Assessing Consumers' Affective Responses to Retail Environments: a Tale of Two Simulation Techniques

Charles S. Areni, Texas Tech University
John R. Sparks, University of Dayton
Patrick Dunne, Texas Tech University
ABSTRACT - Sixty-two student subjects rated either 12 slides of the interiors of various apparel stores (visual stimulus) or 12 in-store background music selections (audio stimulus) using a modified version of the Mehrabian and Russell pleasure/arousal/dominance scale for affective responses. The affect measures were used to predict subjects' perceptions of the visual or the audio stimuli on a number of store image variables (i.e., merchandise selection, prices, service quality, etc.). Results of several multiple regression analyses indicated that the relationships among the affect dimensions and the store image variables depended on whether subjects were in the visual versus the audio stimulus condition. In some cases the signs of the beta coefficients for a given affect dimension were even reversed. Yet, the means and standard deviations for each affect and store image measure did not significantly differ by condition, suggesting the results were due to something other than nonrepresentative samples of audio and visual stimuli.
[ to cite ]:
Charles S. Areni, John R. Sparks, and Patrick Dunne (1996) ,"Assessing Consumers' Affective Responses to Retail Environments: a Tale of Two Simulation Techniques", in NA - Advances in Consumer Research Volume 23, eds. Kim P. Corfman and John G. Lynch Jr., Provo, UT : Association for Consumer Research, Pages: 504-509.

Advances in Consumer Research Volume 23, 1996      Pages 504-509

ASSESSING CONSUMERS' AFFECTIVE RESPONSES TO RETAIL ENVIRONMENTS: A TALE OF TWO SIMULATION TECHNIQUES

Charles S. Areni, Texas Tech University

John R. Sparks, University of Dayton

Patrick Dunne, Texas Tech University

ABSTRACT -

Sixty-two student subjects rated either 12 slides of the interiors of various apparel stores (visual stimulus) or 12 in-store background music selections (audio stimulus) using a modified version of the Mehrabian and Russell pleasure/arousal/dominance scale for affective responses. The affect measures were used to predict subjects' perceptions of the visual or the audio stimuli on a number of store image variables (i.e., merchandise selection, prices, service quality, etc.). Results of several multiple regression analyses indicated that the relationships among the affect dimensions and the store image variables depended on whether subjects were in the visual versus the audio stimulus condition. In some cases the signs of the beta coefficients for a given affect dimension were even reversed. Yet, the means and standard deviations for each affect and store image measure did not significantly differ by condition, suggesting the results were due to something other than nonrepresentative samples of audio and visual stimuli.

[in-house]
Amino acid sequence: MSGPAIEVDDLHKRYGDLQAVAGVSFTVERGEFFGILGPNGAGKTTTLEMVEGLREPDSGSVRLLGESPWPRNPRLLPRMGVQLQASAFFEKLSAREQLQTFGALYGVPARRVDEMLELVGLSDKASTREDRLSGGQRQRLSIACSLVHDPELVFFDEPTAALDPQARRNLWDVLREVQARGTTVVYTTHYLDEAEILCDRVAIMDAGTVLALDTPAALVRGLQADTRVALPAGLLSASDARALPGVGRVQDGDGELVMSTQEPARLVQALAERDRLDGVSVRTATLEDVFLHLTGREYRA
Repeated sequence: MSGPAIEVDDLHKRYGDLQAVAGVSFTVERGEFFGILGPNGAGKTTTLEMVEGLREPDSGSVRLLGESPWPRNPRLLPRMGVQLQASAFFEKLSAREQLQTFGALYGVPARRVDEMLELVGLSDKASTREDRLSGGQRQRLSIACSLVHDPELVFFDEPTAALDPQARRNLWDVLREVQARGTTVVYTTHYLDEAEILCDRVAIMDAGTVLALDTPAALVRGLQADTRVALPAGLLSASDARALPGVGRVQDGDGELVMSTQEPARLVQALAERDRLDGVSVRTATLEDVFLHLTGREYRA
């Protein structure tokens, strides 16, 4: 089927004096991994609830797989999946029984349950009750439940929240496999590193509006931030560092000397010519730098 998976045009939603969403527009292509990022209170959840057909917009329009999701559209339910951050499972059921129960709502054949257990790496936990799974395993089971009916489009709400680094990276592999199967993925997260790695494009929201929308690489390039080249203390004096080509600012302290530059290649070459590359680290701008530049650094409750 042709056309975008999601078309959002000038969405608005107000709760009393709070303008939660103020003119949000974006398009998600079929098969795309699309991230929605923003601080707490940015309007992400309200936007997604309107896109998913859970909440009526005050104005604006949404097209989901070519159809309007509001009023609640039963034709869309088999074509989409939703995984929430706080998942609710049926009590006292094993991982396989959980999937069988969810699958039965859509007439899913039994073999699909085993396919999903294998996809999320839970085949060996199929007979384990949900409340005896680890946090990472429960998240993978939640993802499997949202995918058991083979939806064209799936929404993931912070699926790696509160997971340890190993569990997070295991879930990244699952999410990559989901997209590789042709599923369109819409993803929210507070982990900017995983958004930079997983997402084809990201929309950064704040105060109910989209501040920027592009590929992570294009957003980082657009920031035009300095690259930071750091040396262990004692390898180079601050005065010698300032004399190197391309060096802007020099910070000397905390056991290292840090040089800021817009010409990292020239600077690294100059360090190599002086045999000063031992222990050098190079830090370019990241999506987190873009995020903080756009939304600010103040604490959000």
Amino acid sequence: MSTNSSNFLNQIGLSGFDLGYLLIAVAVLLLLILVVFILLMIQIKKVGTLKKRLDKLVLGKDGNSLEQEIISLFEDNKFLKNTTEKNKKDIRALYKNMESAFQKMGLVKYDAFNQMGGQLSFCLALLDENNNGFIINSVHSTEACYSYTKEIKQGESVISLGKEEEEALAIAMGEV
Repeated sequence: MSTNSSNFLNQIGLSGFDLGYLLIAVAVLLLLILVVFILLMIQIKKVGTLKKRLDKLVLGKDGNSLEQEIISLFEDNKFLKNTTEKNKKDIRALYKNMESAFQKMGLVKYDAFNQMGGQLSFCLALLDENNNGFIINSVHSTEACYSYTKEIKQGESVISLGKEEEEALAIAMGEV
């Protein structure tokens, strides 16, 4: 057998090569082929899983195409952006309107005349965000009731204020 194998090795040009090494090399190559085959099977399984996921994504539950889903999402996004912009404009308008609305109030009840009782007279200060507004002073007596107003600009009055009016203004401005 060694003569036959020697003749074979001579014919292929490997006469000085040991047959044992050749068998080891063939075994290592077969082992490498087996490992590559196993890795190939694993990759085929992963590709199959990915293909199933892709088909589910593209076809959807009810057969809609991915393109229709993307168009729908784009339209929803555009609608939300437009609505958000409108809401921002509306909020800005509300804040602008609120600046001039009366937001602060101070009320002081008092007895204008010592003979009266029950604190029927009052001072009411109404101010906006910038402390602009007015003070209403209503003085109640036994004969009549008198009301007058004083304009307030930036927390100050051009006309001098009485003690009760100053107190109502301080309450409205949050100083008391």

Much research has been devoted to examining the affective dimensions of a store's image, and their relationships with more specific store perceptions (i.e., prices, merchandise quality, etc.) (see Markin, Lillis, and Narayana 1976; Donovan and Rossiter 1982; Donovan, Rossiter, Marcoolyn, and Nesdale 1995). Consistent with this program of research, Darden and Babin (1994) recently reported systematic relationships among four affect dimensions and perceptions regarding prices, quality, store personnel, and crowding. In particular, they found that higher levels of pleasantness (unpleasantness) were associated with: 1) higher (lower) prices, 2) more (less) helpful store personnel, 3) higher (lower) overall quality, and 4) lower (higher) levels of crowding. Further, activity (sleepiness) was associated with: 1) more (less) helpful personnel, 2) higher (lower) overall quality, and 3) higher (lower) levels of crowding.

Darden and Babin (1994) relied on a memory-task in which subjects recalled the environments of stores with which they were relatively familiar. The study reported below examines the relationships among affective responses and specific store perceptions using two stimulus-based simulation techniques. Specifically, the retail environments of various apparel stores are simulated via: a) slides of actual store interiors, or b) verbal instructions combined with musical selections. The affect-store image relationships emerging in each condition are compared to one another, and to those obtained by Darden and Babin (1994).

AFFECTIVE RESPONSES AND STORE ATMOSPHERE

The Mehrabian-Russell model describes affective responses to stimuli on three dimensions: pleasure-displeasure, arousal-nonarousal, and dominance-submissiveness (Mehrabian andRussell, 1974; Mehrabian, 1976). Pleasure-displeasure describes happiness or satisfaction with the stimulus; arousal-nonarousal refers to the alertness or excitement evoked by the stimulus; dominance-arousal captures the extent to which the individual controls or is controlled by the stimulus. Donovan and Rossiter (1982) introduced the pleasure/arousal/dominance (PAD) framework to the study of store atmosphere. They used the PAD model to predict: overall store evaluations, browsing behavior, time spent shopping, affiliation with the store, and the tendency to talk with others while shopping. Although pleasure-displeasure and arousal-nonarousal were useful predictors, dominance-submissiveness exhibited limited explanatory value, due possibly to the questionable internal reliability of the scale. Indeed, many of Mehrabian and Russell's tests of the model revealed questionable predictive validity of the dominance-submissiveness dimension. [Darden and Babin (1994) developed a new scale for measuring affective responses to store environments based on extensive research. Their results indicated that pleasant versus unpleasant and activity versus sleepiness are relatively independent, unipolar dimensions in contrast to the bipolar conceptualization of Donovan and Rossiter (1982). Nevertheless, Darden and Babin's pleasant, unpleasant, activity, sleepiness dimensions are similar enough to Donovan and Rossiter's pleasure-displeasure, arousal-nonarousal dimension to allow for comparisons.] Owens (1992), in fact, has even recommended that the dominance-submissiveness dimension be dropped in favor of a shopping-specific dimension.